THE BLOG

On Being a Mother

01/30/2014 10:49 am ET | Updated Apr 01, 2014
  • Sheryl Kraft Freelance Writer, www.sherylkraft.com, www.mysocalledmidlife.net, www.healthywomen.org
Sheryl Kraft

The other day, my firstborn son had a birthday. Long ago (although now it doesn't seem all that long ago), when people warned me how fast it goes -- how before I turn around, my baby will be all grown up ("they grow up so fast!" were the words I heard ad nauseum) -- I'd simply nod and politely smile, not believing that what they were saying could possibly have a shred of truth about it. I couldn't imagine a time when, on any given day, I wouldn't be able to tell you precisely how many weeks it had been since my son was born. It was inconceivable to me that each long, physically demanding day would ever feel short and abbreviated, where every single point in time might not be remembered in the sequence that it happened, the fine details as ingrained in my consciousness as the letters of the alphabet.

Yet in a desperate sort of way, there were times I wanted it to be true. Some days, time could not pass quickly enough. I needed to get unstuck from being in the house, day after day after day, while my child suffered ear infections, high fevers, colds and the assorted usual infant woes. There were those days I wanted to forget; the days when I cried along with my child for my sheer frustration of feeling inadequate; the days when I couldn't manage a shower until my husband came home, the day turned dark before I could ever get out to see the light.

But on the 27th of this month, when my son entered his 28th year, it came upon me that almost three decades had passed since his birth and those fine details that I swore would always belong to me were now blurred and fuzzy, long-absorbed into the daily rhythm of life (which, as it were, does fly by).

Conception did not come quickly for me. Months of trying to get pregnant soon morphed into years. I watched, as everyone around me seemed to have swelling bellies ripe with new lives while I cursed my own for not cooperating. It was only when I'd finally abandoned the idea of ever becoming a mother that the test strip turned the right shade.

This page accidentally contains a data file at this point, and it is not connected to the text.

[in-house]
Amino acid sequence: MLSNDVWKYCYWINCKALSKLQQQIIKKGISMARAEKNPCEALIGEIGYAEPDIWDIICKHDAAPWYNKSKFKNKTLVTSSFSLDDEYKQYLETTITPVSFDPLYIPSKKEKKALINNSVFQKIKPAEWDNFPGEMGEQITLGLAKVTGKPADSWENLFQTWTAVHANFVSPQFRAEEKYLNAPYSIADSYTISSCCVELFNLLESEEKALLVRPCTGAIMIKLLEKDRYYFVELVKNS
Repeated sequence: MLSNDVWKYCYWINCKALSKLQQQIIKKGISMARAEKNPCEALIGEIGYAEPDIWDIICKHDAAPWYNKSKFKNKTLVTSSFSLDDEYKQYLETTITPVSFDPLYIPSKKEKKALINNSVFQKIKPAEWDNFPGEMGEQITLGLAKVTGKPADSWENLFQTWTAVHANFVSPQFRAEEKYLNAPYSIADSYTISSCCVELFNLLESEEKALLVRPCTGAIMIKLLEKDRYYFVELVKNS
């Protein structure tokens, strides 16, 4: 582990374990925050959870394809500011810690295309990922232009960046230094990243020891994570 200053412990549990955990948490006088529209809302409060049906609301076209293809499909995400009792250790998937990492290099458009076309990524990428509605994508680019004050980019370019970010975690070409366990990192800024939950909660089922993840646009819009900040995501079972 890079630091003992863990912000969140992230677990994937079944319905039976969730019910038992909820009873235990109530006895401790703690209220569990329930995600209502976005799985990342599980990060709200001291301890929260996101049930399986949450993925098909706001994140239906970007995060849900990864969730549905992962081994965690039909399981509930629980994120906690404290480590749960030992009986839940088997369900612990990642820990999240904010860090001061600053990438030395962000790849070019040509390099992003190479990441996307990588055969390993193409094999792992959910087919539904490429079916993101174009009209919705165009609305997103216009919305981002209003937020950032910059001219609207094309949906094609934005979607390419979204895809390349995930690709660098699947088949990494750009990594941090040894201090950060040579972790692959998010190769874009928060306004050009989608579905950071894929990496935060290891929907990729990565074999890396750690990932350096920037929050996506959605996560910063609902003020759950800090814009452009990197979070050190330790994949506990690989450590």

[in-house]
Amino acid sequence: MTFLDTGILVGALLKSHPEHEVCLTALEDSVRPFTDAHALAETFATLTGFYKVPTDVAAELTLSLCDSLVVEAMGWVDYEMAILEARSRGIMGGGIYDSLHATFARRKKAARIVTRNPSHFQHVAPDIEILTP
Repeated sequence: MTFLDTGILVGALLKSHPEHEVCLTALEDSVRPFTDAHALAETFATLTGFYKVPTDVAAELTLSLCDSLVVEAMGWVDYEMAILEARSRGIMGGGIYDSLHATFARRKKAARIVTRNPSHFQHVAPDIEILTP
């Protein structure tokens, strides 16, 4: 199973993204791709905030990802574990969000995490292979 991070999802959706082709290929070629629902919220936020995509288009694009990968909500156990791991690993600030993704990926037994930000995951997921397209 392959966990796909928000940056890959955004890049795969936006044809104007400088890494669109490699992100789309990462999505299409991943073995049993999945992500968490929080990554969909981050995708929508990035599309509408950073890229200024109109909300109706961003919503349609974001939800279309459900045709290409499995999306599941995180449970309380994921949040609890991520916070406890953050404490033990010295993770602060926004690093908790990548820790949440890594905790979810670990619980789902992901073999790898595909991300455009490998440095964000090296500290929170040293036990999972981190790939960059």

For nine months while he swam in my womb, so did that new identity -- "mother" -- swim in my head. But unlike the carefully-orchestrated process of fertilization, implantation and the wondrous machine-like clockwork it took to complete a full human being, the term "mother" was harder to grasp. After yearning to be a mother for so long, suddenly, the word was strangely alien to me: weighty with responsibility, emotion and most of all, the unknown. I'd never been one to easily embrace change. Had I really thought this through? Was I -- would I ever be -- fully prepared? I needed some kind of manual. What did I know of motherhood, anyway?

Motherhood frightened me beyond measure.

Yet somehow, despite my crisis of confidence, despite my nagging skepticism and my sense of out-and-out un-preparedness, I took to it. I brought my son into the world with an out-and-out determination that left me looking like a prizefighter -- literally. After a prolonged and exhausting (three-day!) labor, when the time to push was finally upon me, I somehow unearthed the brute strength it took. I push so hard as to completely blacken my left eye. I emerged from the birthing experience way more bruised and battered than did my 8-1/2 pound, 21-inch baby.

Perhaps that rather dramatic birthing experience was my first impulse toward motherhood, akin to the adrenaline that enables someone to lift a car off a person in order to save their life, or like the way so many parents say they'd gladly take a bullet or lay down and die for their child.

So compelling an idea was it to be mother to someone that I gave birth to another baby a short 19 months after the first. By then, the rhythm and speed of life was accelerating at a quickened pace, and I began to understand a bit more of that old idiom. Life does goes too fast.

Before I had a child, there was nothing in this world that I would kill or die for (or for that matter, get a black eye for).

All these years later, motherhood has me tight in its grip, still. I desperately want to slow down the time, for I know that tomorrow, today will be just a speck among lots of different moving parts.

And though my nest is now empty, my heart is still full. Though moments with my two favorite people are precious and few, a part of me -- the mother part -- holds tight to the memories of yesterday.

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